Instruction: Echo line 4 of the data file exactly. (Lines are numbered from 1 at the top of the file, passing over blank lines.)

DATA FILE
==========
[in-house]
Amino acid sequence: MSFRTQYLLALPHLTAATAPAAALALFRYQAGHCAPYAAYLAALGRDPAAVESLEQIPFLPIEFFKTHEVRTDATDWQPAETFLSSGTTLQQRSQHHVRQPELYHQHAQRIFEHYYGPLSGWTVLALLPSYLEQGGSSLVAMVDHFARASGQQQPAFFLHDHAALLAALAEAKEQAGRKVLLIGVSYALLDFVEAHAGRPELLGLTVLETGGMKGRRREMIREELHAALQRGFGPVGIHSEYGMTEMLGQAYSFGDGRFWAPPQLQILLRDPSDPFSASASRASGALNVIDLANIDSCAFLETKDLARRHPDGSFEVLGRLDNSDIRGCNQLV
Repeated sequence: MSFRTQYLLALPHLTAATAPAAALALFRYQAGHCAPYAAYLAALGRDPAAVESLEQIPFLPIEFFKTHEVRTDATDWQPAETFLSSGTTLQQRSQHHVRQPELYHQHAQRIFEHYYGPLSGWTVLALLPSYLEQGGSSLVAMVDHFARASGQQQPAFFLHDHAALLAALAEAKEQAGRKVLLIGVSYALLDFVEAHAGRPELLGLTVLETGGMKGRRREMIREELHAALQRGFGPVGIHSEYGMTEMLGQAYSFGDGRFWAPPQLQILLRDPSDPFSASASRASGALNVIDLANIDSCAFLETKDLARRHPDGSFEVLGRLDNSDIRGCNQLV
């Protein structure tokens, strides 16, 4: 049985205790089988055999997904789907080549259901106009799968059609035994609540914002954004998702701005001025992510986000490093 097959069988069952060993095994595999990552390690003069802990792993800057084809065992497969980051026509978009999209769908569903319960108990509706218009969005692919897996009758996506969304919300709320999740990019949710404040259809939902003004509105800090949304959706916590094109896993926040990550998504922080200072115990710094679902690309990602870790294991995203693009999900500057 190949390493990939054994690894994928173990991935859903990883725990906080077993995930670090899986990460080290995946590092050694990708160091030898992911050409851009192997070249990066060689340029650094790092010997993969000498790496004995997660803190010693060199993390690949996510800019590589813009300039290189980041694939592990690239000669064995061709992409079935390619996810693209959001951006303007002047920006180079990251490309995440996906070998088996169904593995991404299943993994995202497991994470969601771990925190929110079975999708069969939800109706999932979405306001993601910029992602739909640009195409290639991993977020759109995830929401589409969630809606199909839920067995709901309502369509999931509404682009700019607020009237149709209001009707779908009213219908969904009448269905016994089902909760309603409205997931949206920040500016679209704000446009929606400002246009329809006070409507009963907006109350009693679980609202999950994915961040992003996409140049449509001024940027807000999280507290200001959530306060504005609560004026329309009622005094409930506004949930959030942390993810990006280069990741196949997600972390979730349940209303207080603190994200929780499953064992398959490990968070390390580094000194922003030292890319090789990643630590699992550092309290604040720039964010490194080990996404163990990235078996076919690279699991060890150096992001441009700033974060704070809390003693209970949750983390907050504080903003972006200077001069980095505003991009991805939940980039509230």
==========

């Protein structure tokens, strides 16, 4: 049985205790089988055999997904789907080549259901106009799968059609035994609540914002954004998702701005001025992510986000490093 097959069988069952060993095994595999990552390690003069802990792993800057084809065992497969980051026509978009999209769908569903319960108990509706218009969005692919897996009758996506969304919300709320999740990019949710404040259809939902003004509105800090949304959706916590094109896993926040990550998504922080200072115990710094679902690309990602870790294991995203693009999900500057 190949390493990939054994690894994928173990991935859903990883725990906080077993995930670090899986990460080290995946590092050694990708160091030898992911050409851009192997070249990066060689340029650094790092010997993969000498790496004995997660803190010693060199993390690949996510800019590589813009300039290189980041694939592990690239000669064995061709992409079935390619996810693209959001951006303007002047920006180079990251490309995440996906070998088996169904593995991404299943993994995202497991994470969601771990925190929110079975999708069969939800109706999932979405306001993601910029992602739909640009195409290639991993977020759109995830929401589409969630809606199909839920067995709901309502369509999931509404682009700019607020009237149709209001009707779908009213219908969904009448269905016994089902909760309603409205997931949206920040500016679209704000446009929606400002246009329809006070409507009963907006109350009693679980609202999950994915961040992003996409140049449509001024940027807000999280507290200001959530306060504005609560004026329309009622005094409930506004949930959030942390993810990006280069990741196949997600972390979730349940209303207080603190994200929780499953064992398959490990968070390390580094000194922003030292890319090789990643630590699992550092309290604040720039964010490194080990996404163990990235078996076919690279699991060890150096992001441009700033974060704070809390003693209970949750983390907050504080903003972006200077001069980095505003991009991805939940980039509230």